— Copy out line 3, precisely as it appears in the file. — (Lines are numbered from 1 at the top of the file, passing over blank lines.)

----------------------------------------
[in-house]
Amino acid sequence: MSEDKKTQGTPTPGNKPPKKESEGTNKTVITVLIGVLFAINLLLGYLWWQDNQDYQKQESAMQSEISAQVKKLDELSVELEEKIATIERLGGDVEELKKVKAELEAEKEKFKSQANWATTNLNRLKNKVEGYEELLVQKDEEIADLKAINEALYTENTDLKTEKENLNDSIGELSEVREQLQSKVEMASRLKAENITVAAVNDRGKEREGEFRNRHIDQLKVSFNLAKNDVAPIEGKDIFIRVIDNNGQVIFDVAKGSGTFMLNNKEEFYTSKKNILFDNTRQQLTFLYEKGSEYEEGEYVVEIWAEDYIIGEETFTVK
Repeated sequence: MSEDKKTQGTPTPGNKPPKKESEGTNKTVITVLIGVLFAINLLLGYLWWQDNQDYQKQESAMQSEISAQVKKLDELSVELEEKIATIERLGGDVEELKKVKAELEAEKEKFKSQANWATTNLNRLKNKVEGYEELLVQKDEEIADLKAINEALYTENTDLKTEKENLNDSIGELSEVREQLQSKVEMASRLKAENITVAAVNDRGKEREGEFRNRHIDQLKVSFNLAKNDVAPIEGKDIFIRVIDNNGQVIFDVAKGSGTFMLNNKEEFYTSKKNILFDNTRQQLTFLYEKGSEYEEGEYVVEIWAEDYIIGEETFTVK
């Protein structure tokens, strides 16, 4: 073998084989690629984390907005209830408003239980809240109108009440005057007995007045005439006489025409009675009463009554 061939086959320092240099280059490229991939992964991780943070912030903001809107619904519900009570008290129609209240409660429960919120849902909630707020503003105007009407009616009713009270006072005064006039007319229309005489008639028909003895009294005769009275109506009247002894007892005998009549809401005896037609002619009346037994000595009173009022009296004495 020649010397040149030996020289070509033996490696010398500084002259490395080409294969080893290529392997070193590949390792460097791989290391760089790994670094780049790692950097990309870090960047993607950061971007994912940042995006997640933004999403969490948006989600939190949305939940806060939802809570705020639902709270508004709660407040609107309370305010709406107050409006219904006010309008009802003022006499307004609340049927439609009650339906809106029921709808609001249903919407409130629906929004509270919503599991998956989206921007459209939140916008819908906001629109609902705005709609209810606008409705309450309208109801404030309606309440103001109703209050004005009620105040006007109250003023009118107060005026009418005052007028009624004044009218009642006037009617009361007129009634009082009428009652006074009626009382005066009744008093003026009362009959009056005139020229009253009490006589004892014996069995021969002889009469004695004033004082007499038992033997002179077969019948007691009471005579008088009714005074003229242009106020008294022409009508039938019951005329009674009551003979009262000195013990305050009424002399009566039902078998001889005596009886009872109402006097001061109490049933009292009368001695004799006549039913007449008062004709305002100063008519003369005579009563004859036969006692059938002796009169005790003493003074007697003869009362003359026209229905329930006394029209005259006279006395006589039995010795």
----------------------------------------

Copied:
Repeated sequence: MSEDKKTQGTPTPGNKPPKKESEGTNKTVITVLIGVLFAINLLLGYLWWQDNQDYQKQESAMQSEISAQVKKLDELSVELEEKIATIERLGGDVEELKKVKAELEAEKEKFKSQANWATTNLNRLKNKVEGYEELLVQKDEEIADLKAINEALYTENTDLKTEKENLNDSIGELSEVREQLQSKVEMASRLKAENITVAAVNDRGKEREGEFRNRHIDQLKVSFNLAKNDVAPIEGKDIFIRVIDNNGQVIFDVAKGSGTFMLNNKEEFYTSKKNILFDNTRQQLTFLYEKGSEYEEGEYVVEIWAEDYIIGEETFTVK